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Night at the opera
  • A Handel aria for your listening enjoyment. This aria, Lascia ch'io pianga, was featured in the movie Farinelli.

    It's sometimes fun to do a remake of a big Hollywood costume piece--just five minutes of one. All of the scores of Handel's music are now public domain, as they were printed in the 19th century.

    Here is the movie version: The movie has an interesting anachronism, which is that the orchestra is conducted--in Handel's time the music flow was directed by the playing of the keyboard instrument, giving a more sinuous musical flow. Modern conductors came into view around 1820, more than 100 years after the opera was composed.

    Would have been nice to rent out a baroque style opera house for a day, but that would have been expensive :)

    Cams: GH3 Flowmotion (center cam), GH10s

  • 6 Replies sorted by
  • Always watch and very much like your videos.

  • Thanks so much, Vitaliy, I learn so much from everyone on this site.

  • @DrDave Looks and sounds great. What type of audio recording setup do you did you use for this performance? Thanks for posting.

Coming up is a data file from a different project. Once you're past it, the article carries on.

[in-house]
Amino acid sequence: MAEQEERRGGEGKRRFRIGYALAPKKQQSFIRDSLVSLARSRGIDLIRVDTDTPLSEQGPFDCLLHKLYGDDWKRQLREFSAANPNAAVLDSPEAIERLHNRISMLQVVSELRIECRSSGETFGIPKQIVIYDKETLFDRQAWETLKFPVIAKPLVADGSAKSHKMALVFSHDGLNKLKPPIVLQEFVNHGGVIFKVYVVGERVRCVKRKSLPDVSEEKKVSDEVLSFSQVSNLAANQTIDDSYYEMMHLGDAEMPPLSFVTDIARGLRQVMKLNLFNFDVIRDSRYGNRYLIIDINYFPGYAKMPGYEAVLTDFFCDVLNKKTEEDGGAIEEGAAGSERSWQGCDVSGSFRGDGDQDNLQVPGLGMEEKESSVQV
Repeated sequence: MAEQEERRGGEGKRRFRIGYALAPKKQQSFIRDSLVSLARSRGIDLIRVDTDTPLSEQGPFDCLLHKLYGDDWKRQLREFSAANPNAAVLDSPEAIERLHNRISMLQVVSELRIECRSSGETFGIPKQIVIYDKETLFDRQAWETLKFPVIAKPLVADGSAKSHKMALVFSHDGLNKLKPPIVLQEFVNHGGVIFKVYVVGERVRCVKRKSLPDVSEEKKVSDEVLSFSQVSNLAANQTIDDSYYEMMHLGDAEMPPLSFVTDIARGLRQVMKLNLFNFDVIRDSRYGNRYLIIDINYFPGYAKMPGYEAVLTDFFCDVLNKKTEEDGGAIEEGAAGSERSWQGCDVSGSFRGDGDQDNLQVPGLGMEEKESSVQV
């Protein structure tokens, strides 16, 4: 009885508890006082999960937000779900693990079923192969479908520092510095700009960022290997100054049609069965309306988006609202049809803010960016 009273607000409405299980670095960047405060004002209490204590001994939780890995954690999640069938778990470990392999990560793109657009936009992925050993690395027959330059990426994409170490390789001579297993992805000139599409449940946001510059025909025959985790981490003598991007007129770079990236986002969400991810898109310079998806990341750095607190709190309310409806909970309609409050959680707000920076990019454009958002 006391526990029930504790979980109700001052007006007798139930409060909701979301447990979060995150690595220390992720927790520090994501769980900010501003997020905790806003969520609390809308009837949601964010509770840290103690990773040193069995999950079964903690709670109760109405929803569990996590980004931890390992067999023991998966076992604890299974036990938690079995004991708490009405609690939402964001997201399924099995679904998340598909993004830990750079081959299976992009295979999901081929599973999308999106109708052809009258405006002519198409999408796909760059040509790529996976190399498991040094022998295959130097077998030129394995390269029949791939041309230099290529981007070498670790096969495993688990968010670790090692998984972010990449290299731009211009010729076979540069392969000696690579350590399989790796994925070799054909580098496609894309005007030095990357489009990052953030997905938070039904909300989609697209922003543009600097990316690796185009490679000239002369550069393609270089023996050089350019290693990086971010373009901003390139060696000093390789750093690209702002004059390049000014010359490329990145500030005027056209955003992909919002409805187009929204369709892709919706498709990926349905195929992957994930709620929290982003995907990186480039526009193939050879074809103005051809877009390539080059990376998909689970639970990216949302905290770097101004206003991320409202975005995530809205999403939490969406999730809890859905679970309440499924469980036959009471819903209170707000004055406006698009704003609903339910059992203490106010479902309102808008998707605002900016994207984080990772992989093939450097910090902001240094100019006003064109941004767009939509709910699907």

• Thanks Matt~~It is an inside-out Decca tree (the DrDave Array) formed of three pairs of mics. There's a pair of matched cardioid MKH 40 in the middle on a single stand center in NOS, and the corners of the tree are about four feet forward and six feet lower. The corners can be two to four feet apart, but no more or you will get some timing issues. Each forward corner has an unmatched AB parallel pair 6 inches apart consisting of a subcardioid MK 20 and a ribbon figure of eight. The panning and delay have to be very accurately set to make it work. The stereo pairs nullify the delay partially, so you have to kind of mess around with the timing.

    Everything goes straight into the DR 680 (I leave all my preamps and other stuff at home). I use the Fostex FR2LE to back the whole thing up in stereo.

  • Damn! - you've got this art down to a science and the science down to an art. Very cool.

  • Not sure if it is a science, just thirty-five years of trial and error :)